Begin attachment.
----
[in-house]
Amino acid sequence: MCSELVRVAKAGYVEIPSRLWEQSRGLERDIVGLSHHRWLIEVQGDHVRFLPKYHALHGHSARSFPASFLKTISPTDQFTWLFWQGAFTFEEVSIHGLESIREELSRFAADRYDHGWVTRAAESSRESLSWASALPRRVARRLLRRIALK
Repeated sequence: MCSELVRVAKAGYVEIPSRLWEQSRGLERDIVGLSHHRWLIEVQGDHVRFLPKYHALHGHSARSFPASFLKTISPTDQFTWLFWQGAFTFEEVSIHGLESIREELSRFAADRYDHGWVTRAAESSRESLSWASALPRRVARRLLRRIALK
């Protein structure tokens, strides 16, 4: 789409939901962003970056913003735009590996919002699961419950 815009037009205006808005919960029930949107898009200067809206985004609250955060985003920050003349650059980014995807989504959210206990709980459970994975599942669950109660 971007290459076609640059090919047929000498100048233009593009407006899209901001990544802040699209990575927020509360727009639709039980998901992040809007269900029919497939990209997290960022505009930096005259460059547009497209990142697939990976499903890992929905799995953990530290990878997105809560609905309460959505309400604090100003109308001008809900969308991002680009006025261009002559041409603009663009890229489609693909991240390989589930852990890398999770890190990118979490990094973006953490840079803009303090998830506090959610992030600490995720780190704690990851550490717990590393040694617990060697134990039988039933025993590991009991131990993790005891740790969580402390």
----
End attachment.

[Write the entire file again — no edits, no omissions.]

[in-house]
Amino acid sequence: MCSELVRVAKAGYVEIPSRLWEQSRGLERDIVGLSHHRWLIEVQGDHVRFLPKYHALHGHSARSFPASFLKTISPTDQFTWLFWQGAFTFEEVSIHGLESIREELSRFAADRYDHGWVTRAAESSRESLSWASALPRRVARRLLRRIALK
Repeated sequence: MCSELVRVAKAGYVEIPSRLWEQSRGLERDIVGLSHHRWLIEVQGDHVRFLPKYHALHGHSARSFPASFLKTISPTDQFTWLFWQGAFTFEEVSIHGLESIREELSRFAADRYDHGWVTRAAESSRESLSWASALPRRVARRLLRRIALK
């Protein structure tokens, strides 16, 4: 789409939901962003970056913003735009590996919002699961419950 815009037009205006808005919960029930949107898009200067809206985004609250955060985003920050003349650059980014995807989504959210206990709980459970994975599942669950109660 971007290459076609640059090919047929000498100048233009593009407006899209901001990544802040699209990575927020509360727009639709039980998901992040809007269900029919497939990209997290960022505009930096005259460059547009497209990142697939990976499903890992929905799995953990530290990878997105809560609905309460959505309400604090100003109308001008809900969308991002680009006025261009002559041409603009663009890229489609693909991240390989589930852990890398999770890190990118979490990094973006953490840079803009303090998830506090959610992030600490995720780190704690990851550490717990590393040694617990060697134990039988039933025993590991009991131990993790005891740790969580402390």